By Raquela Suchinsky, Dietetic Student at the University of Maryland
With the cold winter weather fast approaching here at University of Maryland, it’s easy to be comforted with take-out and other comfort foods.
Instead, try making warm, easy, and delicious fall and winter soups that will keep you warm, feeling full, and help you meet many of your nutritional needs. Soups are comforting, delicious, and can be extremely nutritious!
Lentil, Black Bean, or Chickpea Soups
Lentil, chickpea and black been soups all contain a lot of protein and fiber. Our bodies process fiber and protein much slower than they digest other macronutrients such as carbohydrates.
This means a lentil, black bean, or chickpea soup will keep you warm and full longer during the winter months! Besides keeping you full and satisfied, these soups and their nutrients have many health benefits:
- Protein is essential for growth and development, cell formation and cell repair.
- Fiber helps maintain bowel health, helps lower cholesterol and helps control blood sugar levels.
- Lentils have folate, which is essential for red blood cell formation.
- Chickpeas have iron, which is important for making hemoglobin, a protein that carries oxygen in the blood.
Try these recipes:
Tomatoes are extremely nutritious and can be very comforting during a chilly fall day. Especially when cooked, tomatoes have a lot of readily available lycopene.
Lycopene is an antioxidant that protects skin from UV rays (which are still dangerous in the winter, but that’s another topic!). Tomato soups do not have to be full of heavy cream and saturated fat to be delicious – try this Roasted Tomato Basil Souprecipe at home!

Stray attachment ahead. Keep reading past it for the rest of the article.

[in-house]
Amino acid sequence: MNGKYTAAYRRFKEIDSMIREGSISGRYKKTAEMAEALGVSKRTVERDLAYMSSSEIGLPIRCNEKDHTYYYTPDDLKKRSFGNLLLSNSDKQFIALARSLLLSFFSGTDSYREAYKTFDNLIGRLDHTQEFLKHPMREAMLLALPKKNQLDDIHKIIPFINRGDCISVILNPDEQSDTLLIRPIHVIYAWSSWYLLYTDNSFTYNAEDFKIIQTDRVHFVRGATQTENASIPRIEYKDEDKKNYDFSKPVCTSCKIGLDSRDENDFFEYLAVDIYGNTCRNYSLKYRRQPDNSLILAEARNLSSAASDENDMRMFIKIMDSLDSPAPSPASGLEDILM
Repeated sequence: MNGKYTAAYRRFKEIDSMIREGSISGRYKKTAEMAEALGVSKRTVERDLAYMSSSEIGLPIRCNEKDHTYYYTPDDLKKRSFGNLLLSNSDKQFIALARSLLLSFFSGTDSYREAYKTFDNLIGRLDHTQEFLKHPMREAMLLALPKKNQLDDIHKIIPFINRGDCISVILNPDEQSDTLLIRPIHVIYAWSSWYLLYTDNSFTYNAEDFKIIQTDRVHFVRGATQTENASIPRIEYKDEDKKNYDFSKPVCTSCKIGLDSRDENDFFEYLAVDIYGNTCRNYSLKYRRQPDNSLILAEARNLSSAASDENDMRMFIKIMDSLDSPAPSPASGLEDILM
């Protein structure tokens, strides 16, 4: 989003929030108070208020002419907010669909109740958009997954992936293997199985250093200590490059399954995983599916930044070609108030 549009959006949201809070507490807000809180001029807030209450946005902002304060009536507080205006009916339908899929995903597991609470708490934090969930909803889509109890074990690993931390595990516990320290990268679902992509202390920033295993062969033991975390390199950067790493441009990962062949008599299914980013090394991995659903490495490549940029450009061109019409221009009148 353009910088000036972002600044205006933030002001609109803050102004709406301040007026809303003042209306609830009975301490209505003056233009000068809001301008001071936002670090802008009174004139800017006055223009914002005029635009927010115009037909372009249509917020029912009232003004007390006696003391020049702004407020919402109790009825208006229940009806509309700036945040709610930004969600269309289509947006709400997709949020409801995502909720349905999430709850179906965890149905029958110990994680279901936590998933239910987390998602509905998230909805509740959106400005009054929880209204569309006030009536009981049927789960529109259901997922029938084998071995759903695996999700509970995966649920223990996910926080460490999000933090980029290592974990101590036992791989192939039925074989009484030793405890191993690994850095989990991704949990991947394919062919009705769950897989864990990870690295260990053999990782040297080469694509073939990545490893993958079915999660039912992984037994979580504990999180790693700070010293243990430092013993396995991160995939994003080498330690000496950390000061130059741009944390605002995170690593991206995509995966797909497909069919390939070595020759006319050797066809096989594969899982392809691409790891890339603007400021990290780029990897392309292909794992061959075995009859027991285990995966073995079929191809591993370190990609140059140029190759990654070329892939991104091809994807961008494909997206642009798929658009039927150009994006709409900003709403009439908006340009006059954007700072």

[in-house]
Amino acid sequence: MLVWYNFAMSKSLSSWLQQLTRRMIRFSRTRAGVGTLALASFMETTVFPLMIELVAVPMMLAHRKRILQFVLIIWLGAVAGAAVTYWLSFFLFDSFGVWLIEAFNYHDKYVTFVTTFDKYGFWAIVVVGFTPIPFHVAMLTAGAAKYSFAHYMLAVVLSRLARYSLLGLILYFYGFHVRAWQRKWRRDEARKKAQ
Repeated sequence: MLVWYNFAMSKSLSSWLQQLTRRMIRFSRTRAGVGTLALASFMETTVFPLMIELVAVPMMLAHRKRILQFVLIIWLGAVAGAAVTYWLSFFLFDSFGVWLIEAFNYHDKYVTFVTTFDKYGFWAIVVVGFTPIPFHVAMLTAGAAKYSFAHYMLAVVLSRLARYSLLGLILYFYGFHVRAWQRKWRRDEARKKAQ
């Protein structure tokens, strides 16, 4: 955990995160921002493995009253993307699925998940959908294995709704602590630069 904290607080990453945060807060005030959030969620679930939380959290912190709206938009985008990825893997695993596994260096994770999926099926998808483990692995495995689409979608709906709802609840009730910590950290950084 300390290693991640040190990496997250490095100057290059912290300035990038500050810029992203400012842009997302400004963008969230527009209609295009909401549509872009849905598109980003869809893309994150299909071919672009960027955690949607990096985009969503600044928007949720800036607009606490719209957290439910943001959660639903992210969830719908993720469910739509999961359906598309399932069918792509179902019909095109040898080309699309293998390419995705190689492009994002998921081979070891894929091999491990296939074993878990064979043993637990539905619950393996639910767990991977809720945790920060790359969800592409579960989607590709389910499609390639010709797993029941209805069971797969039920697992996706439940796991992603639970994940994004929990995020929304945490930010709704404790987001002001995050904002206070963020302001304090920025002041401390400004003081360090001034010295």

Squash is a very versatile vegetable, there are many different kinds that can be made various ways. Butternut squash, for example, tastes great and is extremely nutritious.
During the fall months, a variety of squash can be bought locally at farmers’ markets, such as the one at the University of Maryland.
Butternut squash has many important nutrients that you can get in just one bowl of soup:
- Vitamin C- important for growth and repair of tissues and is an antioxidant, a nutrient that gets rid of damaging free radicals.
- Potassium- important for nerve and muscle function and movement of nutrients into and out of cells.
- Magnesium- helps with growth and maintenance of bones and is important for nerve and muscle function.
Try this Roasted Butternut Squash soup recipe!
Short on time? What about canned soups?
While they may be convenient, they can be full of sodium, saturated fat, and may be less nutritious than homemade soups.
If you are craving soup but have limited resources (such as living in an on-campus dorm without a kitchen), try these canned soups:
- Progresso Garden Vegetable- 100 calories, 450 mg of sodium per cup
- Amy’s Butternut Squash Soup- 100 calories, 580 mg of sodium per cup
- Pritkin Lentil Soup- 130 calories, 290 mg of sodium per cup
- Amy’s Black Bean Vegetable Soup- 130 calories, 430 mg of sodium per cup
Have any favorite soup recipes? Share below!